Candita Bauzá-Mattos, first Hispanic woman to graduate from the Evangelical Seminary of Puerto Rico, and first ordained in the Evangelical United Church of Puerto Rico, is the coordinator and consultant of the Council of  Hispanic Ministries of the United Church of Christ.

April 2009   

Julie Peeples, Pastor to the Community/Pastora para la Comunidad 

In responding to community issues and to individuals in her church, this community healer and reconciler has learned to make space for God. She first asks, What is missing that I am called of God to make present? “I'm not trying to bring God to people, I'm trying to surface what I know is already there.”

March 2009

Talitha J. Arnold, Saguaro Ministry/Ministerio del Cacto (Cactus)

For me, the central call of pastoral ministry is to build hope and build faith. The opportunity to build the church—be it by building the community, building the structure, or creating new opportunities for learning or service—is one of the true joys of pastoral ministry.

February 2009

Bernice Buehler, Prayer in Action/Oración en Acción

The first woman to receive a divinity degree at Yale, Bernice Buehler became National Director of Religious Education for the Evangelical and Reformed Church.

"Bernice was a gung-ho go-getter in terms of fighting for the rights of children and for their respect. She took an important role in setting forth needs and concerns of children – a power house in educational resources."

January 2009

Ruth Marilyn Brandon, Embracing God's Justice Agenda/Abrazando la Agenda de Dios para la Justicia

"For me, ministry is possible only as responsiveness to the moving of God among the people, and a willingness to be used by God, often in surprising ways. The work has to be something worth doing; that in itself gives meaning to ministry. It must feel like God needs me to be there."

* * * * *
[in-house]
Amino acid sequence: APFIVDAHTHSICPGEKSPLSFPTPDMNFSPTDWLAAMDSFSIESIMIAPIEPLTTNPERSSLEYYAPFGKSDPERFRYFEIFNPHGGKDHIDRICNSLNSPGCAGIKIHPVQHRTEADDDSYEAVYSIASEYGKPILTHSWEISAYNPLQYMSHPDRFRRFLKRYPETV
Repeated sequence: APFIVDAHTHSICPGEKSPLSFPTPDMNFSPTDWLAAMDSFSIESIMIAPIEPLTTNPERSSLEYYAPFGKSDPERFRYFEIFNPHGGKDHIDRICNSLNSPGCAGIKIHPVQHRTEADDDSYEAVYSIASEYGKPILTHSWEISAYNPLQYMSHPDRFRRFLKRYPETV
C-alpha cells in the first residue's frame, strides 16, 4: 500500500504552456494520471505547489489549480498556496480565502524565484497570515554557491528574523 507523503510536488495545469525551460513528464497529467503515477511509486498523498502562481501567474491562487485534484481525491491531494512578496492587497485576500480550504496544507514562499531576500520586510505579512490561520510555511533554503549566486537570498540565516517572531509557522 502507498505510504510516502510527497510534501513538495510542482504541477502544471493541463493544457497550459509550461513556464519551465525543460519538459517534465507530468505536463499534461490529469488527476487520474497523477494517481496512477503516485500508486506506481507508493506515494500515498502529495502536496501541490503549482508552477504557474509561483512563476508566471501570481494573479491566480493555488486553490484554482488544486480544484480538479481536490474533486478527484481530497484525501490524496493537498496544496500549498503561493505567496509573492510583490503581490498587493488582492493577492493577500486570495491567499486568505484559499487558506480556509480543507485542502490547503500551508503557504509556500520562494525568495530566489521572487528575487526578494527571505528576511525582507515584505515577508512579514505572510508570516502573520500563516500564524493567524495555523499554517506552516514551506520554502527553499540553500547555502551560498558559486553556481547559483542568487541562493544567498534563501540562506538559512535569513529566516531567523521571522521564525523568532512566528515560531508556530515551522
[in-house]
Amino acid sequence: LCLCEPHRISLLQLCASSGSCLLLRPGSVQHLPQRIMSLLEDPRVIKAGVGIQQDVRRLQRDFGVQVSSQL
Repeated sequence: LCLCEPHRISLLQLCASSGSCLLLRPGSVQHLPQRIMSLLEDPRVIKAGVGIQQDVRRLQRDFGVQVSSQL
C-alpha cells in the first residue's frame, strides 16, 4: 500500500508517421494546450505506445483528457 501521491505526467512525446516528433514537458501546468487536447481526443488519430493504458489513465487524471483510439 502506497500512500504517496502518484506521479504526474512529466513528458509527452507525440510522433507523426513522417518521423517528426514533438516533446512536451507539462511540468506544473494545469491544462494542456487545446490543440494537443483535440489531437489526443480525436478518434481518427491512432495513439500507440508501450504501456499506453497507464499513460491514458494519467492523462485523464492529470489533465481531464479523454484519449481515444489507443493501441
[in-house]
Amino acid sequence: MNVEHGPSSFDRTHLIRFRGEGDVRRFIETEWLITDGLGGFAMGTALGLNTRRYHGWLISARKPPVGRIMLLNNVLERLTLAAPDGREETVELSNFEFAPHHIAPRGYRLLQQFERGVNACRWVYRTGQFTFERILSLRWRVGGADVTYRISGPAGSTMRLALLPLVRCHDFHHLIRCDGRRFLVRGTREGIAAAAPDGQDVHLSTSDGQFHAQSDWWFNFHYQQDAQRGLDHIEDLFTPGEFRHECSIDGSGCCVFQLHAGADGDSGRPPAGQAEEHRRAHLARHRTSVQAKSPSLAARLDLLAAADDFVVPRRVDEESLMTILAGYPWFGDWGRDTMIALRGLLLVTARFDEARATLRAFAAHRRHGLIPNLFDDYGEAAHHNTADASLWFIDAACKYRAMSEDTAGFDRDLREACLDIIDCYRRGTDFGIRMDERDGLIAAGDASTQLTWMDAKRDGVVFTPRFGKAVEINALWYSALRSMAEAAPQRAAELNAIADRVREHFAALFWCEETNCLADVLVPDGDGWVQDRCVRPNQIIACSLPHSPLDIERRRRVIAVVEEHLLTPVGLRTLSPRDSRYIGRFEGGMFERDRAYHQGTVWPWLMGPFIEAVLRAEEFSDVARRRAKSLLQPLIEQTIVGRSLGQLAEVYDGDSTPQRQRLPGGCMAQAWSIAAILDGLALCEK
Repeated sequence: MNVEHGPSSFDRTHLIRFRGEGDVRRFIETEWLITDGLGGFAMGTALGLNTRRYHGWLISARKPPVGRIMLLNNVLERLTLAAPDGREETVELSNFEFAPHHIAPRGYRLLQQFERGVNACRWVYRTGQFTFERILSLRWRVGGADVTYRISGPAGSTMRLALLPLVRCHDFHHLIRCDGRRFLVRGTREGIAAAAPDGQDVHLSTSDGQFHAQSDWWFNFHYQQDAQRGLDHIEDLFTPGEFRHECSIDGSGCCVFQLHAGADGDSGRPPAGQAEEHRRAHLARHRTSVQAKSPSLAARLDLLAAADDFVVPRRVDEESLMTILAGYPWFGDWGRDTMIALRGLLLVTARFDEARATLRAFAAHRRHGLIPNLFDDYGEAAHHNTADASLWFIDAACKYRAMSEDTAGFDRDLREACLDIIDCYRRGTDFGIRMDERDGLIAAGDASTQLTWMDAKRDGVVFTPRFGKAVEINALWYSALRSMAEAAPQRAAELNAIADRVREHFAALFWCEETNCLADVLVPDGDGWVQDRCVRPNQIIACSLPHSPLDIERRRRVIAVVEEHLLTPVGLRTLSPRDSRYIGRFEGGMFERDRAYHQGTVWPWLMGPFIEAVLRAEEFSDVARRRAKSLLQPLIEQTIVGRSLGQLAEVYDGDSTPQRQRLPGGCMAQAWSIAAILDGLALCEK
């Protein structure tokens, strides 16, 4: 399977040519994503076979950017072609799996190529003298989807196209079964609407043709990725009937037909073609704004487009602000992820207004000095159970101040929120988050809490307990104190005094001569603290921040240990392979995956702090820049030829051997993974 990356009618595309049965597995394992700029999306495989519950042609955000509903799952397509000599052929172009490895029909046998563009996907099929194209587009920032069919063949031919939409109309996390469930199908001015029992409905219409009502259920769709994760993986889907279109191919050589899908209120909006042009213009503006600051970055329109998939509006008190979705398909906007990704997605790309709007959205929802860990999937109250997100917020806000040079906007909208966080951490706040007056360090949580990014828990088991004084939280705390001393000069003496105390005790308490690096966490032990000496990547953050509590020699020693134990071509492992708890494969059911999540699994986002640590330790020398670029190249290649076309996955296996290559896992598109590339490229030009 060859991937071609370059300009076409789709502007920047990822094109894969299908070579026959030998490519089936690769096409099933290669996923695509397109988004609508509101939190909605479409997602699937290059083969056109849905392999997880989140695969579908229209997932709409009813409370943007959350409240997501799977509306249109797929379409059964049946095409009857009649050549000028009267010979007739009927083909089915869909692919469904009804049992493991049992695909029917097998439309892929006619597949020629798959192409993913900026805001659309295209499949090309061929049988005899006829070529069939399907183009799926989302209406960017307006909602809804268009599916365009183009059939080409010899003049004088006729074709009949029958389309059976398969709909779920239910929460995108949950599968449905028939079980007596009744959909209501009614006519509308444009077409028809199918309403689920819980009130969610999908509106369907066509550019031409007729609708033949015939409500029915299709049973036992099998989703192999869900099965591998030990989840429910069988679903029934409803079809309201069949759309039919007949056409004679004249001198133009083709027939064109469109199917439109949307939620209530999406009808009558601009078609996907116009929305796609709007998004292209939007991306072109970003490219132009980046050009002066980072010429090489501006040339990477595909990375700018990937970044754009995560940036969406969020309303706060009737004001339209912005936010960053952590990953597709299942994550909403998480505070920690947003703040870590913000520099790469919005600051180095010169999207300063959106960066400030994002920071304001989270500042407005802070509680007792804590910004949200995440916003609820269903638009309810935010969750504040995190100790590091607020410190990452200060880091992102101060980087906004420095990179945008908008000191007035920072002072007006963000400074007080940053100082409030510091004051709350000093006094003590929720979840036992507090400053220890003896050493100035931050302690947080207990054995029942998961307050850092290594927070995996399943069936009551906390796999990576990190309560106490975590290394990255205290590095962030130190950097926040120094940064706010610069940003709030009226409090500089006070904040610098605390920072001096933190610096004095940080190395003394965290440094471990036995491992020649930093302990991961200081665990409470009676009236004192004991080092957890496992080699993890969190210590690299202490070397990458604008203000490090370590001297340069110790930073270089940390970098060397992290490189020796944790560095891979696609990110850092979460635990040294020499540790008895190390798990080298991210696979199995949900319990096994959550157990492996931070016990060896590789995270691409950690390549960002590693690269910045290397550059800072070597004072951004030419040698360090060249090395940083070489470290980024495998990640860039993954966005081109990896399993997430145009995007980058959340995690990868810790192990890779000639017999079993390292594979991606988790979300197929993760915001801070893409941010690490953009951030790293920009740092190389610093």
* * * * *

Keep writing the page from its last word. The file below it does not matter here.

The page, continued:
"The question still today is whether we are in touch with God enough ourselves to be able to mediate and facilitate so that other folks also will come into God's presence and grow as faithful people."

December 2008

Annie Rubena Campbell

The Reverend Annie Rubena Campbell  received the Antoinette Brown Award in 1977. Any readers who supported her nomination and any other readers who know anything about Annie are invited to email contact information to Dee Brauninger at dbrauninger@wavecable.com.

Annie worked in the Ozark missions, and was much loved by the "mountain folks."  It is thought that she also had medical training.  It is not known if Annie Campbell is still living.

November 2008

María Teresa Unger Palmer, Advocate of Immigrants/Defensora y Consejera de los Inmigrantes

Immigrant pastor, educator, advocate for North Carolina's Latino community, María Teresa Unger Palmer has recognized many gifts and talents as her initial ministry expanded and evolved into an ever-broadening voice of justice.

October 2008

Alice Bigley Snow, Parish Minister/Ministra de Parroquia

The church kept asking me to substitute preach. They asked me to do more and more. That was what I really deep down wanted to do but didn't know if I could.  It opened up the doors when I said yes that first night.

September 2008

Yvonne Virginia Delk, Daughter of Sojourner, Child of Hannah, Minister to Society/Hija del Comino, Niña de Ana, Ministra para la Sociedad

Minister to society, Yvonne Virginia Delk has committed most of her life to dismantling racism, "binding in covenant faithful people of all tongues and races." 
Like Sojourner, I too have traveled up and down this land telling the truth as I see it about racism, sexism, economic injustice, and violence.  Facing the truth—and telling the truth—not only sets us free, but calls for new ways of being, of speaking, of acting, and of witnessing.

August 2008

Peggy Brainerd Way, Pastoral Theologian/Teóloga Pastoral

I want my students to know that Christianity must be an embodiment and practice, not a set of statements or words. I encourage my students to celebrate diversity because it is God's intention that diverse cultures learn how to hear each other, to stand each other in our differences.

July 2008

Virginia Kreyer, Disabilities Ministries/Ministerio a Personas con Impedimentos Físcos o Mentales

"We finally have come to understand that we cannot be an inclusive church unless all people, regardless of their disability, color of their skin, or national origin are welcome in Christ's Church. Let us give thanks for our individual uniqueness and for Christ who binds Christians together as different pieces of cloth are brought together to make a quilt."

- The Rev. Virginia Kreyer, Mother of the Disabilities Ministries Movement in the United Church of Christ